Host and Guest

April 4–19, 2006

My opening night schedule was planned with the kind of meticulous care which would have even made Michael Haneke proud (although commentary on contemporary colonialism or audience implication in cinema wasn’t part of the equation). I had a concise projected time-line of when my flight and my colleague’s would get in and travel times to the Grand Theatre. My plane got in at 6pm, my friend (flying from LA) got in at 7pm and we’d be ready to hit Pang Ho Cheung’s Isabella at around 8.30pm in Tsim Sha Tui. It was Orson Welles who commented that there are only two feelings one has on an aeroplane: boredom and terror. Thankfully the latter wasn’t applicable but the former got me thinking about two chief concerns, how I was going to eventually write up the festival report and what could go wrong if my scheduling went out the window for the opening night. Both dilemmas resolved themselves within the next 24 hours, a bittersweet conclusion to a good four hours of mid-air anguish.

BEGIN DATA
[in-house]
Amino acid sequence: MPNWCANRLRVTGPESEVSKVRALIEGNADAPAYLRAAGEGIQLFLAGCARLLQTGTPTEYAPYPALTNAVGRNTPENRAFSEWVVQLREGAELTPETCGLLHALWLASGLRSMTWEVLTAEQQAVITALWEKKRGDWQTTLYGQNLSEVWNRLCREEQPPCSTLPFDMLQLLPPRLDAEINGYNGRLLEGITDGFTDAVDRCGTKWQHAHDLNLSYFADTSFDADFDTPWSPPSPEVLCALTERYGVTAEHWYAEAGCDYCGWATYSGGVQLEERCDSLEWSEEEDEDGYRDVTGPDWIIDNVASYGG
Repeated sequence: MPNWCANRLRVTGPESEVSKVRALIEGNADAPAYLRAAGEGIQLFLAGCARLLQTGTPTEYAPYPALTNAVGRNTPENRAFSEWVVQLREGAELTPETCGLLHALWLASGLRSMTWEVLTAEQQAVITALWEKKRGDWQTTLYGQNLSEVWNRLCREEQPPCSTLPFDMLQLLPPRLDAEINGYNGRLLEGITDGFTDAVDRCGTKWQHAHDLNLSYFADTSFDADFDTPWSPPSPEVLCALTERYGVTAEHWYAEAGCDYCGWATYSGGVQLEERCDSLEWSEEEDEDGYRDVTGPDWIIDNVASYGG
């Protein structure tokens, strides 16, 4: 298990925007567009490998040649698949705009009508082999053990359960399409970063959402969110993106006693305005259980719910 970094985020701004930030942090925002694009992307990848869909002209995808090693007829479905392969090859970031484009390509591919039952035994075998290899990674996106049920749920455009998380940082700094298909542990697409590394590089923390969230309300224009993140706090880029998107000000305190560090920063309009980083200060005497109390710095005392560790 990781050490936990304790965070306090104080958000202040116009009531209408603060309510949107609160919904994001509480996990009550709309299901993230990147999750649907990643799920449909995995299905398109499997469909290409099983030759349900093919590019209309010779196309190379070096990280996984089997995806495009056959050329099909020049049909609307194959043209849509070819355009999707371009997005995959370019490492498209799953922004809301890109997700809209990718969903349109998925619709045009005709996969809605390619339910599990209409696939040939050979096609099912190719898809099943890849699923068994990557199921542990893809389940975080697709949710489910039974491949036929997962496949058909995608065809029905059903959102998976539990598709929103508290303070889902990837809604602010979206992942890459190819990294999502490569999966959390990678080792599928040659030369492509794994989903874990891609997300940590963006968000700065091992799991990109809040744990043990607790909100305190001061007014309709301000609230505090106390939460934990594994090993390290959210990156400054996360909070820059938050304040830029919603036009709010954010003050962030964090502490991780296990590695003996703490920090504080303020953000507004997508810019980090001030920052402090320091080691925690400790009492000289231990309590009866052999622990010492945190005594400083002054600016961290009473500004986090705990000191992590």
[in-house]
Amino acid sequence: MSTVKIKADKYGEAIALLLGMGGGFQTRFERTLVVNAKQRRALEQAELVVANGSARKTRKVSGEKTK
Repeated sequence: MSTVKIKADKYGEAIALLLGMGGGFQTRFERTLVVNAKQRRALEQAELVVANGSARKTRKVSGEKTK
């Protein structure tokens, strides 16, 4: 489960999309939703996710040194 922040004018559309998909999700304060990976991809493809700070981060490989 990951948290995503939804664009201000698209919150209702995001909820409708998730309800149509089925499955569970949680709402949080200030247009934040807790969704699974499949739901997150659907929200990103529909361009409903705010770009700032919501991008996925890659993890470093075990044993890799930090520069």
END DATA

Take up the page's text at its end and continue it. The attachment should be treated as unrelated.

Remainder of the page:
Back in Brisbane on the way to catch my flight a friend reassured me, “With any luck you’ll get in late and he’ll get in early and everything will be fine.” And sure enough I got in early and he got in late; I was out the gates at around quarter to six, he was out at around 8.30. So after wandering around through the magazine racks loaded with enough high-end glossy covers to warrant a pair of sunglasses and downing a few bottles of Pepsi, I got seated in a lounge chair and thought about what lay ahead. I can’t help but get that giddy, excited feeling when I flick (or more accurately click) through a festival’s write-ups on their offerings usually released a month before the opening night. Written with a sheer economy of language and with a tease of what’s to come, everything sounds so great. And then the cynic inside me reminds the hopeless optimist to turn the bullshit detector on and apply the same stringent vigilance that one applies when reading property listings in the weekend papers. I remember seeing a digital feature at a certain American independent film festival a few years ago and the term “quasi-verite” was floated around, in that case it was roughly the equivalent of reading “renovator’s dream” and then turning up to a dilapidated outhouse infested with fire-ants. So shortly after that excitement dissipates and the clinical detachment starts to seep into my judgement, I click on a bunch of titles which either sound mildly appealing or have had generally good write ups in Film Comment, Sight and Sound or Cineaste and hope for the best. Nothing this year grabbed me by the throat when I perused the lineup for Hong Kong ‘06, a few I’d seen previously overseas or on DVD (Hidden, Princess Raccoon, The Child, Nightwatch, Match Point) but I was hoping for a handful of highlights to report back on (an expectation more than met but keep reading…). So I arrived late and missed Isabella; the next day I went to the press office to look at the opening night photos. I was directed to a folder of photos; flicking through them was a pretty standard affair of glitz and glamour but I did spot one shot which leapt forward at me like a Shaw Brothers snap zoom. Standing on the red carpet was Kuriyama Chiaki and beside her Hou Hsiao-hsien. Kuriyama was at the festival promoting Scrap Heaven (Lee Sang-il, 2005), Hou present as part of the Chinese Masters panel (also in attendance Zhang Yuan, Jia Zhang-ke and Ann Hui). A curiously odd pair they made but I wondered whether or not I’d ever see them side by side in the future (the chances of Kuriyama starring in “Café Lumière 2” are about as slim as Brett Ratner’s chances of ever winning a Palme d’or). It’s no revelation that the balance between art and commerce has always been a fine line in Hong Kong cinema and its festival has successfully walked that line between satiating art cinema aficionados and genre fans, finding the precarious equilibrium between that new Dardennes, Raul Ruiz or Aleksandr Sokurov and that Hong Kong action flick selling DVDs and VCDs by the truckload down on Haiphong road.